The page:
Google DeepMind given access to mammograms of 30,000 women

Mustafa Suleyman, cofounder of DeepMind and head of DeepMind Health. Photographer: Marlene Awaad/Bloomberg

(Sam Shead/ Forbes) — DeepMind has been given access to mammograms from around 30,000 women that were taken at Jikei University Hospital in Tokyo, Japan, between 2007 and 2018.

The AI lab, which was acquired by Google for £400 million in 2014, wants to see if it’s possible to train an algorithm to spot early signs of breast cancer on these X-rays more effectively than current screening techniques allow.

The five-year partnership with Jikei University Hospital — described in English and Japanese on DeepMind’s blog on Thursday — builds on an existing partnership that DeepMind announced with the Cancer Research UK Imperial Centre at Imperial College London last November, which gave DeepMind access to mammograms of 7,500 women.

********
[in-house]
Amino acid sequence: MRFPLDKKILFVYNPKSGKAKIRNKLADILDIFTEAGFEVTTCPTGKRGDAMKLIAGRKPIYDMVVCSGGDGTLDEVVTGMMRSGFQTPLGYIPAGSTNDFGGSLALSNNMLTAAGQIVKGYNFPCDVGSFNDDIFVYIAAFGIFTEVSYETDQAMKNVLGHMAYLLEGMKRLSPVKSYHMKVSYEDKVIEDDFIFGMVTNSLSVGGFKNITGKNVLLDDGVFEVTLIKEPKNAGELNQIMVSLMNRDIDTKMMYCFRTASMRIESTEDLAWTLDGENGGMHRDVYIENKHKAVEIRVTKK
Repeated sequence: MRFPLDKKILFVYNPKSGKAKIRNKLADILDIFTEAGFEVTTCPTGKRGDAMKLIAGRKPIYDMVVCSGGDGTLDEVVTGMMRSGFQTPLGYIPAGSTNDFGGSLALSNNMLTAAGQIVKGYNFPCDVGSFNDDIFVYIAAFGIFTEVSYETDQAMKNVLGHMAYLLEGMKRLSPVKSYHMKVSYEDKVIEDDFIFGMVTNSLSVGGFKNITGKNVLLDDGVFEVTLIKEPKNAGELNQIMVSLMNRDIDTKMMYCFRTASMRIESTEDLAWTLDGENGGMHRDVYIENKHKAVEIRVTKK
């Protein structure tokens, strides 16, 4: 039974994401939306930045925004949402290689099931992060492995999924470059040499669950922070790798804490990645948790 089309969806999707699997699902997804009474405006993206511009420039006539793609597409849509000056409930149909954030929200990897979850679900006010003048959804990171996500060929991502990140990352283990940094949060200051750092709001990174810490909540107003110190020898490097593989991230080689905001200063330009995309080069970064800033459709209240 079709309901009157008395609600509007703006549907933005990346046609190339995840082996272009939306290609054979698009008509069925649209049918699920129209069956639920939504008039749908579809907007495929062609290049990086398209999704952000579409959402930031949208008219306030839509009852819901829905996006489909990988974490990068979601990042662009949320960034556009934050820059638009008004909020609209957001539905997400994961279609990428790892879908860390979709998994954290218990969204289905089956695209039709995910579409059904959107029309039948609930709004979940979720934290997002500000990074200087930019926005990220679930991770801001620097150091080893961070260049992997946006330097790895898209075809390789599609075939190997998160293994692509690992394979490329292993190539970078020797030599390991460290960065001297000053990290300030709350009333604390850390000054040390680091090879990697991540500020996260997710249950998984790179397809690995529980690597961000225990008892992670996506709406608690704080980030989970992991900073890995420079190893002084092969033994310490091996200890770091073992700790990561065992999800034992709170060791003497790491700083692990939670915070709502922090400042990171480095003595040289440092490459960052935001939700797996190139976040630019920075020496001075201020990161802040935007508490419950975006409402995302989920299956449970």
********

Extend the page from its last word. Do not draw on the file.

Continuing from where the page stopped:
The company said working with data from partners in multiple countries should help to minimise the chance of bias creeping into its algorithms. AI systems can pick up biases when they’re trained on data that doesn’t represent all the people it’s designed for and DeepMind says it’s a serious problem. (…)

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